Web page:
27th Feb 2021

MEPs drop the axe on bank bonuses

  • Bankers are having their bonuses linked to the performance of their bank (Photo: Wikipedia)

The European Parliament has approved measures to curb bank bonuses, part of a wider series of EU reforms intended to prevent a repeat of the recent financial crisis that has decimated the region's economy.

An overwhelming majority of MEPs voted to support the new measures during a plenary session in Strasbourg on Wednesday (7 July), with 625 votes cast in favour, 28 against and 37 abstentions.

Read and decide

Join EUobserver today

Become an expert on Europe

Get instant access to all articles — and 20 years of archives. 14-day free trial.

... or subscribe as a group

"A high-risk and short-term bonus culture wrought havoc with the global economy and taxpayers paid the price," said British Labour MEP Arlene McCarthy, who was charged with steering the legislation through parliament. "Since banks have failed to reform we are now doing the job for them."

A political deal reached between parliament and member states late last month means EU finance ministers are also set to give their final approval when they meet in Brussels next Tuesday.

Under the new rules, which will take effect from the start of next year, only 30 percent of a banker's bonus can be paid up front, with the rest deferred for up to five years. For larger bonuses, as defined by national bank supervisors, only 20 percent can be paid up front.

In addition, at least half of a bonus must be paid in a mix of contingent capital - funds to be called upon first in case of bank difficulties - and shares, which must be retained for an appropriate period.

A clawback mechanism will force bankers to return a percent of their bonus if their performance turns out to be less beneficial to the firm than earlier predicted.

By placing the emphasis on longer-term profitability rather than short-term gains, EU lawmakers hope to limit many of the risky activities that undermined bank stability during the financial crisis and forced governments to pour in billions of euros in taxpayers money.

"We want to make sure that bonus payments don't support risk taking but dampen it," said centre-right MEP Othmar Karas.

The new rules, which constitute some of world's toughest in the area, will also see bonuses capped as a proportion of salary, and prevent senior bankers from running off with large pensions despite widespread rot in the firm as a whole.

Capital requirements

As part of Wednesday's vote, banks will also be forced to hold higher levels of capital in order to mitigate against the potential risks posed by trading and re-securitisation activities.

The creation of mortgage-backed securities in the US is considered central to the financial crisis, with studies suggesting the new rules will lead to banks holding three to four times more capital against their trading risk than they do at present.

"The amendments to the Capital Requirements Directive voted today by the European Parliament target the investments and practices that lie at the root of the recent crisis," said the EU's internal market and financial services commissioner, Michel Barnier, after the vote.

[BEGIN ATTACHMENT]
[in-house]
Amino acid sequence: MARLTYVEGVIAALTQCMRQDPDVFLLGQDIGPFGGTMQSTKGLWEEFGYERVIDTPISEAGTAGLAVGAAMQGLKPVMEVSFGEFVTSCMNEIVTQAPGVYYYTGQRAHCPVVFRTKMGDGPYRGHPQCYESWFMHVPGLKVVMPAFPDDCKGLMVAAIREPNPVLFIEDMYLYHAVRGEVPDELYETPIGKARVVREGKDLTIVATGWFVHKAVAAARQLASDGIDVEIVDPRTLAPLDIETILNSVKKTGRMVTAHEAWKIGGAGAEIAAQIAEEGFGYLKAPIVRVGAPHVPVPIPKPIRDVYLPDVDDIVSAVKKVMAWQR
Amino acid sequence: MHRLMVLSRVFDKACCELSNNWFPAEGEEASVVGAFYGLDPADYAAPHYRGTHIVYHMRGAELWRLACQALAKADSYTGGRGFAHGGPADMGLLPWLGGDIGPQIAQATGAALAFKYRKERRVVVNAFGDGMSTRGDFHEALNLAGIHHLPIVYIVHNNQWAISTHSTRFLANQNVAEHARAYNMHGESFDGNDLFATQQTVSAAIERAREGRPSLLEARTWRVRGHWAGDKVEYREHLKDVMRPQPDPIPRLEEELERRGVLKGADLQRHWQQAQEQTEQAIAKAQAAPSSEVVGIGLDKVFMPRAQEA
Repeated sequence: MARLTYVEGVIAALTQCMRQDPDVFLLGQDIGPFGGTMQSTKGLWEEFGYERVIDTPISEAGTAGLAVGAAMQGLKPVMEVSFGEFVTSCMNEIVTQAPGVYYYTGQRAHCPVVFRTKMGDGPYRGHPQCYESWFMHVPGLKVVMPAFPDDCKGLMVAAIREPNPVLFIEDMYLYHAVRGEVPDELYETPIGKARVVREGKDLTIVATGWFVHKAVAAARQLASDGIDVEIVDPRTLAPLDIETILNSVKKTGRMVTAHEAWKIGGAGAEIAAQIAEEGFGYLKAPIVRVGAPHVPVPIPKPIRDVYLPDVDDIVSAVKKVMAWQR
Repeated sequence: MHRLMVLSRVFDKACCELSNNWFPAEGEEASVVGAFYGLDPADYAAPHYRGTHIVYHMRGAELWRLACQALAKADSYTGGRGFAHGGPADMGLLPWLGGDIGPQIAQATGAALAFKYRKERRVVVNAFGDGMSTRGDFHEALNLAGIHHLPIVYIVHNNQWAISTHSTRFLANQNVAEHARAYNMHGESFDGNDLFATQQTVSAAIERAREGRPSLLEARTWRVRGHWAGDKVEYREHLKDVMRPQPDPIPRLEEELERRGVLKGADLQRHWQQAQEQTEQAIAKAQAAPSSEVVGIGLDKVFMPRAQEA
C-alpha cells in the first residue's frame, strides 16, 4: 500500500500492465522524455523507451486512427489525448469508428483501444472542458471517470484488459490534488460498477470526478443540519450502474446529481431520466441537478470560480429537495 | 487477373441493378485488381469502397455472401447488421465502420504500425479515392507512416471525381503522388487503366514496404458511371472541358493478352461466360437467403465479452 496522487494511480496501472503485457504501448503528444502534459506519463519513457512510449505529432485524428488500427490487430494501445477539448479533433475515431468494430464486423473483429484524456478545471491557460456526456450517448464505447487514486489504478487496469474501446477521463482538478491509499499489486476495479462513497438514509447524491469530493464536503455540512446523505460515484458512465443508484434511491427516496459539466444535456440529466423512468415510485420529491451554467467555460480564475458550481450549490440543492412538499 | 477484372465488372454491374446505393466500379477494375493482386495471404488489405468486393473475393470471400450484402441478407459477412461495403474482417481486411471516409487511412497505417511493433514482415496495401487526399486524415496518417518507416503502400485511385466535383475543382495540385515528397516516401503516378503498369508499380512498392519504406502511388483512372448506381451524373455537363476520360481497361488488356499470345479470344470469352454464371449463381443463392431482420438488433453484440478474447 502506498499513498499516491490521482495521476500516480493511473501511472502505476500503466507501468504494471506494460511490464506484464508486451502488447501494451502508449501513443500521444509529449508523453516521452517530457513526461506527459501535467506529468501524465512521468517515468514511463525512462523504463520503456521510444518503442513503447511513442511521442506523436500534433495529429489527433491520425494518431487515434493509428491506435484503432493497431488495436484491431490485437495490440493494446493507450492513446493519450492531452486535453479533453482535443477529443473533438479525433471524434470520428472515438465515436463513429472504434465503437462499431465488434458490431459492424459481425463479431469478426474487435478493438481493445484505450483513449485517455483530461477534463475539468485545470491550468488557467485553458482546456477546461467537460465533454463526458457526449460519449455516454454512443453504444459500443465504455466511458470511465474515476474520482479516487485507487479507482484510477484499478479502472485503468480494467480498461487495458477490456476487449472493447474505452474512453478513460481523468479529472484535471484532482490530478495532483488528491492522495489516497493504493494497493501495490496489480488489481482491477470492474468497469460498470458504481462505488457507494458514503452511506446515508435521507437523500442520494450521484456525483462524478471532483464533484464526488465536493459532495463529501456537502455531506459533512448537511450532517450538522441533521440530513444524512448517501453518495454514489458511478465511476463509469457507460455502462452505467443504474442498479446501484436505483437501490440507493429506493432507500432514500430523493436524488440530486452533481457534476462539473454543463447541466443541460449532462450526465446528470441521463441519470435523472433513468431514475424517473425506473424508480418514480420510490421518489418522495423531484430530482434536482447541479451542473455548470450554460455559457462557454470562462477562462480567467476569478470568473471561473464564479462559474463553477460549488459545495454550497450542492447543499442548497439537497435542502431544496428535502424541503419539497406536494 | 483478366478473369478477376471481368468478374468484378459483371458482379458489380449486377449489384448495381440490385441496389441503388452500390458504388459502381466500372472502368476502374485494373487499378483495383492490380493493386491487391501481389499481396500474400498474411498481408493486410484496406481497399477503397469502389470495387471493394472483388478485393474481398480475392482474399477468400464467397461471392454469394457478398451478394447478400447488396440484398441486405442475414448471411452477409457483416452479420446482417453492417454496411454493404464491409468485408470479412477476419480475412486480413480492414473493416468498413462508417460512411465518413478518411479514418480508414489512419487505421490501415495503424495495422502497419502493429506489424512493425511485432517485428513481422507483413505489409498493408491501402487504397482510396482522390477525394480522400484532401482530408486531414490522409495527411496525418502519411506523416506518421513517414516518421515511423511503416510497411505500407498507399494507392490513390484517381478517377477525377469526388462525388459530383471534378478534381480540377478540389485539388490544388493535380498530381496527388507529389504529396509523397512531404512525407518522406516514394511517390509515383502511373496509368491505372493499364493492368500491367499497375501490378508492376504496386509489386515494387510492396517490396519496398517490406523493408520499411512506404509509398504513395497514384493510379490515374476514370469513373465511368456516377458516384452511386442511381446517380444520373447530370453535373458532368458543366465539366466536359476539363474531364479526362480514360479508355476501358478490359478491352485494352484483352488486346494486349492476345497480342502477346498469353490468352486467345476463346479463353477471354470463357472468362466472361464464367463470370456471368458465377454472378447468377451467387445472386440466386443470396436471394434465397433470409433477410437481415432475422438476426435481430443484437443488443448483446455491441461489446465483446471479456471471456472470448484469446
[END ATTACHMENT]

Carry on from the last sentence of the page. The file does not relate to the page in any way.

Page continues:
"This will make the sector as a whole better able to resist stress," he added.

UK isolated as EU ministers agree bank bonus cap

London has been left isolated in its opposition to bank bonus rules, with EU lawmakers set to agree to cap payments, ignoring last minute opposition from UK finance minister George Osborne.

News in Brief

  1. EU leaders restate defence 'autonomy' plan
  2. Rights group exposes Ethiopia massacre
  3. US carried out airstrikes against Iran-backed militia in Syria
  4. Malta closes investigation into journalist murder
  5. Dutch parliament calls China treatment of Uighurs genocide
  6. Spain fined €15m by ECJ over data failures
  7. Belarus: Anti-government protester jailed for 10 years
  8. German charged with spying for Russia in Bundestag

Vietnam jails journalist critical of EU trade deal

A journalist who had demanded the EU postpone its trade deal with Vietnam until human rights improved has been sentenced to 15 years in jail. The EU Commission says it first needs to conduct a detailed analysis before responding.

Stakeholders' Highlights

  1. Nordic Council of MinistersNordic Council to host EU webinars on energy, digitalisation and antibiotic resistance
  2. UNESDAEU Code of Conduct can showcase PPPs delivering healthier more sustainable society
  3. CESIKlaus Heeger and Romain Wolff re-elected Secretary General and President of independent trade unions in Europe (CESI)
  4. Nordic Council of MinistersWomen benefit in the digitalised labour market
  5. Nordic Council of MinistersReport: The prevalence of men who use internet forums characterised by misogyny
  6. Nordic Council of MinistersJoin the Nordic climate debate on 17 November!

Latest News

  1. Armenia 'coup' shows waning of EU star in South Caucasus
  2. 'Difficult weeks' ahead, as variants spread across EU
  3. EU top court advised to strike down Hungary's asylum policy
  4. Frontex chief: 'about time' MEPs probe his agency
  5. Is EU poised to solve child labour in 'green' batteries?
  6. The trap of spreading ideas while attacking them
  7. Who are the EU's new Russian deplorables?
  8. Afghan asylum family beaten in Greece, set adrift at sea

Join EUobserver

Support quality EU news

Join us